National Retail Sales Tax: What is it?
The national retail sales tax is a proposed fundamental tax reform that would replace the income tax system with a consumption tax, to be collected by levying a flat-rate tax on all retail sales from businesses to households.
- Retail sales occur when businesses sell goods or services to households. Neither business-to business nor household-to-household transactions are retail sales. For example, the sale of a newly constructed home to a family that will occupy it is a retail sale. But the sale of that same newly constructed home to a business that intends to rent it to others is not a retail sale, nor is the sale of an existing home from one occupant to another.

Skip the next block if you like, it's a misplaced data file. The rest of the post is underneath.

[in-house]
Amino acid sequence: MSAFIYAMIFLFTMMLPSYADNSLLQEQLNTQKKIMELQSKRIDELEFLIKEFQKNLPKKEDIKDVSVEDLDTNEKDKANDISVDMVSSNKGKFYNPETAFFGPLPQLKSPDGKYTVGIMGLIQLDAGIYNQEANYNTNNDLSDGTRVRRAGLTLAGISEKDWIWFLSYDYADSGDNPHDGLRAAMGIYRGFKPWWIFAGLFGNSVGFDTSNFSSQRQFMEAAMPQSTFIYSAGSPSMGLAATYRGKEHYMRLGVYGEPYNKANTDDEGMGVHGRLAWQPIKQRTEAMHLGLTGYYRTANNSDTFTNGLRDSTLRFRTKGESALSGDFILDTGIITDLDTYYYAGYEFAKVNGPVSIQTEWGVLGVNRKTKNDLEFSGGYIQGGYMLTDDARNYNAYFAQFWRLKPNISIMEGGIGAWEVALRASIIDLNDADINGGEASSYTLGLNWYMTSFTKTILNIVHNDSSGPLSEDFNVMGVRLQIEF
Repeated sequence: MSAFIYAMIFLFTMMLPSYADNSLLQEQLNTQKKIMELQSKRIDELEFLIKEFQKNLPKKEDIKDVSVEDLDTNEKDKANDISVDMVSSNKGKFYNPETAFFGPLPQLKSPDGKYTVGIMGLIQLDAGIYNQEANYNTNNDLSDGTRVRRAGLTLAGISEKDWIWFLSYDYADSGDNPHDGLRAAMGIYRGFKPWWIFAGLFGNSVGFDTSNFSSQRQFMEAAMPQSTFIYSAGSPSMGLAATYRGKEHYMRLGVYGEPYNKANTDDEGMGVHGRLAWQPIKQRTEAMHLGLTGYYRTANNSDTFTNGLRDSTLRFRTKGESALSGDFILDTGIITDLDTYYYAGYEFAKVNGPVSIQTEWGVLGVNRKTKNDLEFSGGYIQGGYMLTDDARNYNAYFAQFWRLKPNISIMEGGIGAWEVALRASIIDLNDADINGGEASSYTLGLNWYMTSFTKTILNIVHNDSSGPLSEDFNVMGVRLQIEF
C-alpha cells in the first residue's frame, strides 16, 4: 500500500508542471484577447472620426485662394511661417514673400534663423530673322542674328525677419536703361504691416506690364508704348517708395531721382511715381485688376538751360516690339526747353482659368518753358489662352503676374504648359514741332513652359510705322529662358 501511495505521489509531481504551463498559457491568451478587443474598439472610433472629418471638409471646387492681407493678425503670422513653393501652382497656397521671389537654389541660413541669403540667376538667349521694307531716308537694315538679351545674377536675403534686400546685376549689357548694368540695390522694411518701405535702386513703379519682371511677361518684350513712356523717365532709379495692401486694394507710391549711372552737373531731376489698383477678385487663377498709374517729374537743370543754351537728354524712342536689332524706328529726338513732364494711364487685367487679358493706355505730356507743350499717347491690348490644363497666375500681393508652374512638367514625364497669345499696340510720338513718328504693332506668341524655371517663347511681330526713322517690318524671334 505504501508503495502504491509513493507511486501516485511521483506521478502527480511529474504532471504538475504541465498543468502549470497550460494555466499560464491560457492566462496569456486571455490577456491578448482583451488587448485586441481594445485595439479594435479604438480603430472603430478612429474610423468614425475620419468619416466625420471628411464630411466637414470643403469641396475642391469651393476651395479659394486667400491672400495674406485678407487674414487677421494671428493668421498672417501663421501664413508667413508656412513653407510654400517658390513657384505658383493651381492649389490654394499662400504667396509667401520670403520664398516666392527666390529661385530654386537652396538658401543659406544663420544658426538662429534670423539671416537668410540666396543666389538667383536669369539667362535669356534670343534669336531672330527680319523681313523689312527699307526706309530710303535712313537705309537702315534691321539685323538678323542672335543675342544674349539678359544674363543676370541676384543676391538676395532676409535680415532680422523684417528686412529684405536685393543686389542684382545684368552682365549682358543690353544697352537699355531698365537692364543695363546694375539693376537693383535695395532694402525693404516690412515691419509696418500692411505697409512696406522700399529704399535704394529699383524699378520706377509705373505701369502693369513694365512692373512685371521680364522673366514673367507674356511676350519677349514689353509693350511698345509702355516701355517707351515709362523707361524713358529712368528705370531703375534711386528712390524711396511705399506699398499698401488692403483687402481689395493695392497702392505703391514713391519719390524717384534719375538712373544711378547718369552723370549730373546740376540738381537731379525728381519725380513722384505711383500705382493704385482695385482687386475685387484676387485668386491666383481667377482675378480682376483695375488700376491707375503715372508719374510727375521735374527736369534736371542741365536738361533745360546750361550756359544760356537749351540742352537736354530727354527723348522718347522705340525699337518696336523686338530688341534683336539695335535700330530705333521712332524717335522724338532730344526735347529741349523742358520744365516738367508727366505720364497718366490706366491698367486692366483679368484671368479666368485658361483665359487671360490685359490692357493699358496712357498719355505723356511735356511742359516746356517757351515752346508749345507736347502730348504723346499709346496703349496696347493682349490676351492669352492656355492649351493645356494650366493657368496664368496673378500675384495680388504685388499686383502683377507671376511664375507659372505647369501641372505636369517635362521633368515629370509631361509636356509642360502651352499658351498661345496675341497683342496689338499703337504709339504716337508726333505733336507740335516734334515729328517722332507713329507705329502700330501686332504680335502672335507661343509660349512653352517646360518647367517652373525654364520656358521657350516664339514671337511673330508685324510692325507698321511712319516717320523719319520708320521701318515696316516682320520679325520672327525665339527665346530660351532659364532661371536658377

- A pure national retail sales tax would represent a sharp break from the current tax system. The tax base would shift from income to consumption. Rates would be flat. All special exemptions, deductions, and credits would be eliminated. Tax administration, enforcement, and points of collection would be radically altered.
- No country in the history of the world has enacted a retail sales tax at anywhere near the rates that would be required to replace the U.S. tax system. Whether such a tax could be implemented effectively is therefore an open question.